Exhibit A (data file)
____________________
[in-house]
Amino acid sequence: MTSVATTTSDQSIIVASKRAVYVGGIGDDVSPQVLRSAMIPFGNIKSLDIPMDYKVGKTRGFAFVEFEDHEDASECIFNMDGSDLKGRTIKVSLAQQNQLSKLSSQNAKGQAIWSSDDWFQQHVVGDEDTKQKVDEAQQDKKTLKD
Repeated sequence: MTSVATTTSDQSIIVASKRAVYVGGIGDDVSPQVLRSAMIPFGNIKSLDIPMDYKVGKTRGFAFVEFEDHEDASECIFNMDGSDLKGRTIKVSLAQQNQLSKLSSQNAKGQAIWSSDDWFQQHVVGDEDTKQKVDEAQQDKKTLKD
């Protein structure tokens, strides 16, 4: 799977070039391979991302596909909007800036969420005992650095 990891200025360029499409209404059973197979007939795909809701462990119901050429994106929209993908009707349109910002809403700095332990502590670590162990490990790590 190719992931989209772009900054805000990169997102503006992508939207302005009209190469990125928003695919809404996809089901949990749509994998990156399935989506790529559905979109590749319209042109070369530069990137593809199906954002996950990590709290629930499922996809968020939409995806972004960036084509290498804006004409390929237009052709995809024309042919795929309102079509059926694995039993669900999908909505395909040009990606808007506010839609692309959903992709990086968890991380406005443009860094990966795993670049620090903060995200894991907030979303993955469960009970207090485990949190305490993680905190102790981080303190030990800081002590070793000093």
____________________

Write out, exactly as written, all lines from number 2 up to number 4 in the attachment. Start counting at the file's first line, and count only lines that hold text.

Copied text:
Amino acid sequence: MTSVATTTSDQSIIVASKRAVYVGGIGDDVSPQVLRSAMIPFGNIKSLDIPMDYKVGKTRGFAFVEFEDHEDASECIFNMDGSDLKGRTIKVSLAQQNQLSKLSSQNAKGQAIWSSDDWFQQHVVGDEDTKQKVDEAQQDKKTLKD
Repeated sequence: MTSVATTTSDQSIIVASKRAVYVGGIGDDVSPQVLRSAMIPFGNIKSLDIPMDYKVGKTRGFAFVEFEDHEDASECIFNMDGSDLKGRTIKVSLAQQNQLSKLSSQNAKGQAIWSSDDWFQQHVVGDEDTKQKVDEAQQDKKTLKD
């Protein structure tokens, strides 16, 4: 799977070039391979991302596909909007800036969420005992650095 990891200025360029499409209404059973197979007939795909809701462990119901050429994106929209993908009707349109910002809403700095332990502590670590162990490990790590 190719992931989209772009900054805000990169997102503006992508939207302005009209190469990125928003695919809404996809089901949990749509994998990156399935989506790529559905979109590749319209042109070369530069990137593809199906954002996950990590709290629930499922996809968020939409995806972004960036084509290498804006004409390929237009052709995809024309042919795929309102079509059926694995039993669900999908909505395909040009990606808007506010839609692309959903992709990086968890991380406005443009860094990966795993670049620090903060995200894991907030979303993955469960009970207090485990949190305490993680905190102790981080303190030990800081002590070793000093």